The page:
We will prove sarin attack in Syria
- Author: Leroy Wright Apr 25, 2017,
Apr 25, 2017, 11:39
Syria has blamed terrorist groups for the attack, and Russian President Vladimir Putin suggested that the attack was carried out by "forces" trying to frame the regime of Syrian President Bashar al-Assad.
A poison hazard danger sign is seen in the town of Khan Sheikhoun in Syria's Idlib province on April 5.
The intelligence official said the American missile strike on a Syrian air force base in response to the chemical attack was not a strategic turning point in the ongoing six-year Syrian Civil War, but rather "a combat development". The strike in Syria's northern Idlib province killed at least 90.
The U.S. and its allies have accused the Syrian government of being behind the attack. The April 7 U.S. airstrikes destroyed almost 20 percent of Syria's functional aircraft, according to U.S. Secretary of Defense James Mattis.
The reciprocal evacuation of 3,300 civilians and pro- and anti-regime fighters from four besieged villages in Syria - two in government-held territories; two in rebel-held enclaves - has resumed following a 24-hour delay, according to a report by Al Jazeera, citing the United Kingdom -based monitor Syrian Observatory for Human Rights (SOHR).
United Kingdom scientists had already found that sarin or a similar chemical had been used in the attack, having tested samples smuggled from the site.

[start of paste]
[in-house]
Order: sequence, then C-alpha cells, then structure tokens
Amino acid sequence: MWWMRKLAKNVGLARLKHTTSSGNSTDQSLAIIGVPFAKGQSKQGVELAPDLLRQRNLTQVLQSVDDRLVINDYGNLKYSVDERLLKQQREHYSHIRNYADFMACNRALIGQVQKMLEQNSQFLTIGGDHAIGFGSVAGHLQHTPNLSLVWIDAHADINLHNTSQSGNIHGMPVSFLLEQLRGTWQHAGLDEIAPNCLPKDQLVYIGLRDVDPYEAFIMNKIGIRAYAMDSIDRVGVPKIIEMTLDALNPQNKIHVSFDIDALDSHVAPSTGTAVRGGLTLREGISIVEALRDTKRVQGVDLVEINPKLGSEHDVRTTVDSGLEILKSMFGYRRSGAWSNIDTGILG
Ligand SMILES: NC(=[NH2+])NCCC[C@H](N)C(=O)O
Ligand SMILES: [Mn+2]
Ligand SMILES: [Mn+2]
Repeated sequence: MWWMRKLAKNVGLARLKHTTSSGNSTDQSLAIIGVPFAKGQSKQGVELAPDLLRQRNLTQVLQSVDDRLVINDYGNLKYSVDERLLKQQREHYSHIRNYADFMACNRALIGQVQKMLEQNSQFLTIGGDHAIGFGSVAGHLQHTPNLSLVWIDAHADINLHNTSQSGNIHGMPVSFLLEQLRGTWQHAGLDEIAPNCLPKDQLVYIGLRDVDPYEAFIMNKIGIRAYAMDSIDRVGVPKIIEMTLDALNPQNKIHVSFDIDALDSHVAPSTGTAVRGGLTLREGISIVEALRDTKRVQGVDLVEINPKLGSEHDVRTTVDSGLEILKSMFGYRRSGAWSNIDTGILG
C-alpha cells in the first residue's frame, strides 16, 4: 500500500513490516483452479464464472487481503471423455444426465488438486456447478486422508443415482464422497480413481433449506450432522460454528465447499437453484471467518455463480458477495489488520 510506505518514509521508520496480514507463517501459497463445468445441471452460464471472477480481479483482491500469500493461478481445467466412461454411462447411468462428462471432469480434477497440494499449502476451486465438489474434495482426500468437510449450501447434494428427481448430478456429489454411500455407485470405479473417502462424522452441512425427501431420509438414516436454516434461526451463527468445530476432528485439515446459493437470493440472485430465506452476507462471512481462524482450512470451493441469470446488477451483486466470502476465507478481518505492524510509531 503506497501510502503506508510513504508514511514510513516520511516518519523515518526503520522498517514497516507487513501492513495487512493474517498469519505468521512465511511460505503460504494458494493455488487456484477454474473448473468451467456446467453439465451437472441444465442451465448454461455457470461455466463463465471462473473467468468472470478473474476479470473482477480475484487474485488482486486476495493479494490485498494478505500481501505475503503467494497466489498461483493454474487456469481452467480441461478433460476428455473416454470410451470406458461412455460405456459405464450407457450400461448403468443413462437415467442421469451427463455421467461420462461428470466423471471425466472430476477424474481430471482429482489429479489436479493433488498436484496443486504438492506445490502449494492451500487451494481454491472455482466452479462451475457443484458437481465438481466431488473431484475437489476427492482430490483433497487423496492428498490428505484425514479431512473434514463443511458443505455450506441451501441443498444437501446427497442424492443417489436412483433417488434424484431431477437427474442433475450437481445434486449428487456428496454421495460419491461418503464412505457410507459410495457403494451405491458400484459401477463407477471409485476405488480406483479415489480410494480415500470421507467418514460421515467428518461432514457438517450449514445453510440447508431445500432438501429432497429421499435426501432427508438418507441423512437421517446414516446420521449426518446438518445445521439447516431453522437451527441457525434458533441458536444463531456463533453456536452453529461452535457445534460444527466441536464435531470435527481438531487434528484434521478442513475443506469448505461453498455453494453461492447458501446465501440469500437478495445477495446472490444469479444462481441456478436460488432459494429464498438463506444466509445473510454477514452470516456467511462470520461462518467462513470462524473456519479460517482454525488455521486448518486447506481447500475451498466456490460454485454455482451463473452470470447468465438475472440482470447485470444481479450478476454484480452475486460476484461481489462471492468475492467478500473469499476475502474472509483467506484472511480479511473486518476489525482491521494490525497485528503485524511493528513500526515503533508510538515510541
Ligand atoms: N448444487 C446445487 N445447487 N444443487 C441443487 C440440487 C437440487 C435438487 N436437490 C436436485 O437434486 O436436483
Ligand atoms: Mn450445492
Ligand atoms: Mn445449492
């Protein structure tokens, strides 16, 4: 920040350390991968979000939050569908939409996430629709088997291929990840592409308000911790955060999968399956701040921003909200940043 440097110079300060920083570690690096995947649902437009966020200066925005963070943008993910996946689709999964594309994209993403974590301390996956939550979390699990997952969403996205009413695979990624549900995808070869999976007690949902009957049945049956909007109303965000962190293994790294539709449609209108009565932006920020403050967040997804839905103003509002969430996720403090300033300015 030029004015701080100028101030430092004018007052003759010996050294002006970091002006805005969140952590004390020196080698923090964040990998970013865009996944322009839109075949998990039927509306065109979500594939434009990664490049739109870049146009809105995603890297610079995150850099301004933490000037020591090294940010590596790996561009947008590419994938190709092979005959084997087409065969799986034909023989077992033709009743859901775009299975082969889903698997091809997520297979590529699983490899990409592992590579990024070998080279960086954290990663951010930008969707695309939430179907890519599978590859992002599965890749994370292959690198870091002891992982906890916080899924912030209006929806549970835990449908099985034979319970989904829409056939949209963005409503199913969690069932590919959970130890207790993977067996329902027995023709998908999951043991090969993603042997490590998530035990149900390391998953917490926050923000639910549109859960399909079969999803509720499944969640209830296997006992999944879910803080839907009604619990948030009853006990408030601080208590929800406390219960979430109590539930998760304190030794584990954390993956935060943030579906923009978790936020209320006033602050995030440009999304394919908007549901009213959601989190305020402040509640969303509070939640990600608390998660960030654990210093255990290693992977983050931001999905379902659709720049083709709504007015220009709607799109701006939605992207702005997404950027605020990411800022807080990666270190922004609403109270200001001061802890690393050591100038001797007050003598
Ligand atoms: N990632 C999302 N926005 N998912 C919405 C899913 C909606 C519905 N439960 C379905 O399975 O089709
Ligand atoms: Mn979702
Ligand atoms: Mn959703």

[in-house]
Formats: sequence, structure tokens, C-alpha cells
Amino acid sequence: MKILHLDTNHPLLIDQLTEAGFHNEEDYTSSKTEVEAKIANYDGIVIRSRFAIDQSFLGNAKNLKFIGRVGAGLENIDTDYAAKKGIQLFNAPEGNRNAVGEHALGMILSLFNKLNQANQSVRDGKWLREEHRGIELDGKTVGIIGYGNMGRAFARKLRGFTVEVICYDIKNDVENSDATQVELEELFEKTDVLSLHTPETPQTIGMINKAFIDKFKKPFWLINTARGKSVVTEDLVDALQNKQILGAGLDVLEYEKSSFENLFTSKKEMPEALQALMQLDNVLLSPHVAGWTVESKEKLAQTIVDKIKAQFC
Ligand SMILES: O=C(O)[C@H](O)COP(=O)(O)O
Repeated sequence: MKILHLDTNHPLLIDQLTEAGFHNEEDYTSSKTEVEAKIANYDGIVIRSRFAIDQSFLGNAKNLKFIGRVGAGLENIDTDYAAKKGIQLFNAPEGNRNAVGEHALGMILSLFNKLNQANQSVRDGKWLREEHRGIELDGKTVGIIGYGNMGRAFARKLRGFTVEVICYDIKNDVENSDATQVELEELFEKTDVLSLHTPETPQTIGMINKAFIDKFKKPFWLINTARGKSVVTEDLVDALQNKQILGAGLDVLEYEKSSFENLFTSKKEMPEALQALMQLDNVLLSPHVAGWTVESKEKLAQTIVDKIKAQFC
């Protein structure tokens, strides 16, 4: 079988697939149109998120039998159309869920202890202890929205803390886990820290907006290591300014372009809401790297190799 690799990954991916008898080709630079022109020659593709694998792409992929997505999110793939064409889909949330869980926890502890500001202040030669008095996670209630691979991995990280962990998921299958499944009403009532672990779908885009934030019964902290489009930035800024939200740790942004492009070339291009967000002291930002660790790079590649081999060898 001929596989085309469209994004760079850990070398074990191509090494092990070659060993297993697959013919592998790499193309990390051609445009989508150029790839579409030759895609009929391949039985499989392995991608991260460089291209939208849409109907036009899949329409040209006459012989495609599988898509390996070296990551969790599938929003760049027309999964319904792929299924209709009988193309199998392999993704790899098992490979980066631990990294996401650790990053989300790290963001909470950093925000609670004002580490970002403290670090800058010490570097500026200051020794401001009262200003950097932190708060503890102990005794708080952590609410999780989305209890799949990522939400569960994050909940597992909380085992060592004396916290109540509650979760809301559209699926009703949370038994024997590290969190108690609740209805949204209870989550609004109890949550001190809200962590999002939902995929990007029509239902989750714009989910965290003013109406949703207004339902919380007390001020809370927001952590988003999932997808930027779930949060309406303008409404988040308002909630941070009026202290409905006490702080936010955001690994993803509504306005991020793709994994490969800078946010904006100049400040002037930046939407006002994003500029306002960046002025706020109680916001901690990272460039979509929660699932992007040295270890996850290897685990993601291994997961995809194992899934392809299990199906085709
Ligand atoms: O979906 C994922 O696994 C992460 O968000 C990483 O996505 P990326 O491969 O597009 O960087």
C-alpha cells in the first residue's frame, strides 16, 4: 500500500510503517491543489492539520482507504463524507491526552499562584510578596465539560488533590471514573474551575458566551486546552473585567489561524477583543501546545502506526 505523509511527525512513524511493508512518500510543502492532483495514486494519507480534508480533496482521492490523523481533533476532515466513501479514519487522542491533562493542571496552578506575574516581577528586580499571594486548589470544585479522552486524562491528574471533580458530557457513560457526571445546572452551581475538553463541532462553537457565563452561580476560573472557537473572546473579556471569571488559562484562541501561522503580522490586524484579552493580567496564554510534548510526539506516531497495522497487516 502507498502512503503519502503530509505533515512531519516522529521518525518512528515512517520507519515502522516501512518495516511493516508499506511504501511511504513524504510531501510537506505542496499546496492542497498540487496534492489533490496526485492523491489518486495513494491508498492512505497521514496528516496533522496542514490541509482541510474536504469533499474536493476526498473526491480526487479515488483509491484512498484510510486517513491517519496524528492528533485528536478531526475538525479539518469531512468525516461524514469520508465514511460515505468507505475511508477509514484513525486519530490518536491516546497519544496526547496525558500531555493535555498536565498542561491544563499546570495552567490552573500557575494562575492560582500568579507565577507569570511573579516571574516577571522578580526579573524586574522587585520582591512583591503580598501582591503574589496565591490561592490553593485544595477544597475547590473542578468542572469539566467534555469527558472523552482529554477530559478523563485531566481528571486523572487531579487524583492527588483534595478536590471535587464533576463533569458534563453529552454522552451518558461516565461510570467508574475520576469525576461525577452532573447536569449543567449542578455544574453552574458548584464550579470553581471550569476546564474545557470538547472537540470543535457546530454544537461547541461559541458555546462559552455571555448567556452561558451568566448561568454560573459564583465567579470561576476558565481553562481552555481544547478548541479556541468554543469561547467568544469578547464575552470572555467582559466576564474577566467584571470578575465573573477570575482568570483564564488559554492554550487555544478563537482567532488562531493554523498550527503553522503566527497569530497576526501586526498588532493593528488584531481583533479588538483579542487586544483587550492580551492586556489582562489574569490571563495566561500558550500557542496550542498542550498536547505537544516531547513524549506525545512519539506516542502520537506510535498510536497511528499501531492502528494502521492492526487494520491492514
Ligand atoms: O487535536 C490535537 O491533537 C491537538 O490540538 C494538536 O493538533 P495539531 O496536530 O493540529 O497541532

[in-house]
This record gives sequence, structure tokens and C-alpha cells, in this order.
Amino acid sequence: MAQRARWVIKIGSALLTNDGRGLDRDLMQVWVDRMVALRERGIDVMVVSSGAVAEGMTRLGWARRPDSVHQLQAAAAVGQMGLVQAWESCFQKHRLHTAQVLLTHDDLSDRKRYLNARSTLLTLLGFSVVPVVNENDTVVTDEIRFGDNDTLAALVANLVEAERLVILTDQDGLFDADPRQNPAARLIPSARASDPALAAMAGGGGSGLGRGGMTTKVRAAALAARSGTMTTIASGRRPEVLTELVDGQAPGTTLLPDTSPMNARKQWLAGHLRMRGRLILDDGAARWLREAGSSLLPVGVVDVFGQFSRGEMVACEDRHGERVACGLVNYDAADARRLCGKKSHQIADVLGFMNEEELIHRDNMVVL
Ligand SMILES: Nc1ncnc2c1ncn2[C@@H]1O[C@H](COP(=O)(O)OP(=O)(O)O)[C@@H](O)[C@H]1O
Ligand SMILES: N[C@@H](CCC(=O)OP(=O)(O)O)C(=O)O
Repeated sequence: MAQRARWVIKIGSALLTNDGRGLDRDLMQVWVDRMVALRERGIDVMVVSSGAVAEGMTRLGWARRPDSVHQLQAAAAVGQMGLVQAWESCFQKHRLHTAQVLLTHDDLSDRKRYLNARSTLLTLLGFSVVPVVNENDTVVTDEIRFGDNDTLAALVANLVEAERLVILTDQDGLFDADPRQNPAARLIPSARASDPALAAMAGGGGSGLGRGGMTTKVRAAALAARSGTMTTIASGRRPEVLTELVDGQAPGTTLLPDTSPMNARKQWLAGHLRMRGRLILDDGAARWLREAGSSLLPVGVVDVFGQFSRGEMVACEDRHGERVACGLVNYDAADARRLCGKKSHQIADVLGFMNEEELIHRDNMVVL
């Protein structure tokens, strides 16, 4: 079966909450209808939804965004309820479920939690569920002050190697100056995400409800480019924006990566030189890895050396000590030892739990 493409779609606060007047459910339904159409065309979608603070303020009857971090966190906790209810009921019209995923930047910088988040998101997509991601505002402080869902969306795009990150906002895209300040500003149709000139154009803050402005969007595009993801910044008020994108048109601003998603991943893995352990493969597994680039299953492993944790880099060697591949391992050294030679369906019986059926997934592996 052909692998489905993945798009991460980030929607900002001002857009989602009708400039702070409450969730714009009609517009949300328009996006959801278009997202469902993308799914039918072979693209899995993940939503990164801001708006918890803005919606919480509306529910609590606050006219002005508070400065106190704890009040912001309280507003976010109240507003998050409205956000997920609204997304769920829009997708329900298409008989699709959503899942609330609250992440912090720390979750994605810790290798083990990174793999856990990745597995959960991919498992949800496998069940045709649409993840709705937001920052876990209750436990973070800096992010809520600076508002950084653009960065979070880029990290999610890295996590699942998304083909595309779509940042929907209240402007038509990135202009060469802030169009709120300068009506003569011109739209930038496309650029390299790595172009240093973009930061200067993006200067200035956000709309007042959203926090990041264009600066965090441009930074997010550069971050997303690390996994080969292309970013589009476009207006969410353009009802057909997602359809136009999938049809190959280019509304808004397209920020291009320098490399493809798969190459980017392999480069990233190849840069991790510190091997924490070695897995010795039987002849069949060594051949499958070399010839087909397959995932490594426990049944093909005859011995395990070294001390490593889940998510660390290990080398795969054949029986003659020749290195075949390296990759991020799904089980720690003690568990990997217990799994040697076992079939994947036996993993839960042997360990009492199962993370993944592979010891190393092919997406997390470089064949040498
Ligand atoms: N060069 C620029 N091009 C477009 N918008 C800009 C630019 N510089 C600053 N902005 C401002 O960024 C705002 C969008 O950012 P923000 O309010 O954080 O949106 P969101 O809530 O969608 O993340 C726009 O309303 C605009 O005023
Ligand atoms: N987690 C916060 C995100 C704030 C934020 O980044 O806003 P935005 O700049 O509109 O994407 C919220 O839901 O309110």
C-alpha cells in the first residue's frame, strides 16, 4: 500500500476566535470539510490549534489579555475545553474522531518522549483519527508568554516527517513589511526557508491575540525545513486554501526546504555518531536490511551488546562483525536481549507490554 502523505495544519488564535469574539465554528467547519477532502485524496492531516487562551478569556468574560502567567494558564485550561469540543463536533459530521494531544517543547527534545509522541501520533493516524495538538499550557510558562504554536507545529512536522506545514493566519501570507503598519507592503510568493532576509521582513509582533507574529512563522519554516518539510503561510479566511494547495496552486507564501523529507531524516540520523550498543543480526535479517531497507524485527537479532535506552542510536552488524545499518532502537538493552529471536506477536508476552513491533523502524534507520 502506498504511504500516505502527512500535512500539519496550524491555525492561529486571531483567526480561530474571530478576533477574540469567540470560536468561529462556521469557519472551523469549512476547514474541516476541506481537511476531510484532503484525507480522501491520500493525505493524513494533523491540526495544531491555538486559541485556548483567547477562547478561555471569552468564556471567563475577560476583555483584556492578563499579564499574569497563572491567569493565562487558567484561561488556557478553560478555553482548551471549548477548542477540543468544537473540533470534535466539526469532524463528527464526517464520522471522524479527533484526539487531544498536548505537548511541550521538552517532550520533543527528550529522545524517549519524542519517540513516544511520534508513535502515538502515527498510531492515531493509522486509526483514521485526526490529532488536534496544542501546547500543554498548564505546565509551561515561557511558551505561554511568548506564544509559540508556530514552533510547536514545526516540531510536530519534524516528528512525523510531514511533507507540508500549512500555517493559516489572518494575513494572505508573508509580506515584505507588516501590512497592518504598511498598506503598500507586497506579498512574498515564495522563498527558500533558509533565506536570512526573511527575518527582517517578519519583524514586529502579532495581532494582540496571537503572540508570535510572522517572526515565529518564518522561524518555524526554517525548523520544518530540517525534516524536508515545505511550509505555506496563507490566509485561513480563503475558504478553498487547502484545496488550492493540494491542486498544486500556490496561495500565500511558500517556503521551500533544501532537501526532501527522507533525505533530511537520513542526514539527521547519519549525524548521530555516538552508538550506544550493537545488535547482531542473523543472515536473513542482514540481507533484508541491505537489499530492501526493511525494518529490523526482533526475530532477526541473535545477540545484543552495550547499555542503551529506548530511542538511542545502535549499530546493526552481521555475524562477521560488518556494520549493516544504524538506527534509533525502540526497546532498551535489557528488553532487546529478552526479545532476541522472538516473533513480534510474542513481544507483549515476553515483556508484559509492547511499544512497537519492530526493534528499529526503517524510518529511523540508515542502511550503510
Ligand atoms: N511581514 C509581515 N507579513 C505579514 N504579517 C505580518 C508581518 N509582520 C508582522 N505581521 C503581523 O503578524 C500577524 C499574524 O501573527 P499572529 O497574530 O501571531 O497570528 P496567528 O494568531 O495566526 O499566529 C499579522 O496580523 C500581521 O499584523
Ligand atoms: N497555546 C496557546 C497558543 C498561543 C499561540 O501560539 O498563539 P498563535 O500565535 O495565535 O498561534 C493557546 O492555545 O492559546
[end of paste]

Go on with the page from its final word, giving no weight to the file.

France yesterday said it will provide proof within days that president Bashar al-Assad's regime carried out the attack.
"100 percent certain that the attack was "directly ordered and planned by Assad"," Israeli Defence Minister Avigdor Lieberman told Israel's Yedioth Ahronoth newspaper on April 6, Reuters reported today.
On Thursday, the Russian army questioned the data gathered by the Organisation for the Prohibition of Chemical Weapons, which suggested the victims of the attack were exposed to sarin gas or to a similar neurotoxic substance. This amounted to 1,300 tons of agent and their precursors, the materials needed to weaponize the chemicals.
"There were rumors some had fallen into Islamic State [militant group's] hands. Also at the time some of the sites where they were stored [were] besieged...and the OPCW just couldn't get to them to verify them", he says.
But Bretton-Gordon says it also appeared likely Assad had held some of the weapons back. Despite frequently using its propaganda tools against its mostly Arab neighbours, Israel has taken only a limited role in the Syrian civil war, and comments regarding chemical stockpiles, though clearly lacking in evidence, appear consistent with the views of several other worldwide powers.